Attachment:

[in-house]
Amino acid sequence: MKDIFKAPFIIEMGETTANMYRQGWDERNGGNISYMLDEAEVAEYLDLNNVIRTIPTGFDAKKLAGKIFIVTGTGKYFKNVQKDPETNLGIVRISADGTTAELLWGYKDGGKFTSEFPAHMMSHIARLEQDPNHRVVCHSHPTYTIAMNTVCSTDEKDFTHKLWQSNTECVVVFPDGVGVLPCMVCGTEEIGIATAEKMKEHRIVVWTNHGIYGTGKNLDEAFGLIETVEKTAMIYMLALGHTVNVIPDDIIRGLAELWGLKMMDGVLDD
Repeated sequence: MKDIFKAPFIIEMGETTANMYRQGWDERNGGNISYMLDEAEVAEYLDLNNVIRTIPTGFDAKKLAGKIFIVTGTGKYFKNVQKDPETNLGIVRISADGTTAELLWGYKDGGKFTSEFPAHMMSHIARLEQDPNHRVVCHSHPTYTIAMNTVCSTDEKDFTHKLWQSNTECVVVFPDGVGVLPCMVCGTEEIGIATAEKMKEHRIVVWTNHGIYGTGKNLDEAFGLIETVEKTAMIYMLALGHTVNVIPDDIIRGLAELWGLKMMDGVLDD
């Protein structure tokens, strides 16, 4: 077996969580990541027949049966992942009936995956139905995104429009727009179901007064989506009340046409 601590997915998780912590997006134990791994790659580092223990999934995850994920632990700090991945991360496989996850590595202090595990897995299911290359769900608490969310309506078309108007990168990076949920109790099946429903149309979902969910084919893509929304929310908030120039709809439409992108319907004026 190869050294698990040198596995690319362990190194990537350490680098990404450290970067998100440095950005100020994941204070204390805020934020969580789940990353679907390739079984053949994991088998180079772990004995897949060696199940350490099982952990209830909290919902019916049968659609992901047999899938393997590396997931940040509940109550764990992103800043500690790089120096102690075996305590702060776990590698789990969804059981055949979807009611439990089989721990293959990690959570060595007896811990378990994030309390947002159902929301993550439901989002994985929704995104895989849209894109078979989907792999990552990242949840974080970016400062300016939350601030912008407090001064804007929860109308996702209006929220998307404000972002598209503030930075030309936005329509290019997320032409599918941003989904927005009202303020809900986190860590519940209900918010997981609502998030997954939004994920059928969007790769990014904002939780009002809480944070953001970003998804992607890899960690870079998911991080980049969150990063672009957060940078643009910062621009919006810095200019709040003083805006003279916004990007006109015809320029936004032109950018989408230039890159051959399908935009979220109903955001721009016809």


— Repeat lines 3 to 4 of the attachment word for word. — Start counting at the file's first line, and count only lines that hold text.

Repeated sequence: MKDIFKAPFIIEMGETTANMYRQGWDERNGGNISYMLDEAEVAEYLDLNNVIRTIPTGFDAKKLAGKIFIVTGTGKYFKNVQKDPETNLGIVRISADGTTAELLWGYKDGGKFTSEFPAHMMSHIARLEQDPNHRVVCHSHPTYTIAMNTVCSTDEKDFTHKLWQSNTECVVVFPDGVGVLPCMVCGTEEIGIATAEKMKEHRIVVWTNHGIYGTGKNLDEAFGLIETVEKTAMIYMLALGHTVNVIPDDIIRGLAELWGLKMMDGVLDD
């Protein structure tokens, strides 16, 4: 077996969580990541027949049966992942009936995956139905995104429009727009179901007064989506009340046409 601590997915998780912590997006134990791994790659580092223990999934995850994920632990700090991945991360496989996850590595202090595990897995299911290359769900608490969310309506078309108007990168990076949920109790099946429903149309979902969910084919893509929304929310908030120039709809439409992108319907004026 190869050294698990040198596995690319362990190194990537350490680098990404450290970067998100440095950005100020994941204070204390805020934020969580789940990353679907390739079984053949994991088998180079772990004995897949060696199940350490099982952990209830909290919902019916049968659609992901047999899938393997590396997931940040509940109550764990992103800043500690790089120096102690075996305590702060776990590698789990969804059981055949979807009611439990089989721990293959990690959570060595007896811990378990994030309390947002159902929301993550439901989002994985929704995104895989849209894109078979989907792999990552990242949840974080970016400062300016939350601030912008407090001064804007929860109308996702209006929220998307404000972002598209503030930075030309936005329509290019997320032409599918941003989904927005009202303020809900986190860590519940209900918010997981609502998030997954939004994920059928969007790769990014904002939780009002809480944070953001970003998804992607890899960690870079998911991080980049969150990063672009957060940078643009910062621009919006810095200019709040003083805006003279916004990007006109015809320029936004032109950018989408230039890159051959399908935009979220109903955001721009016809």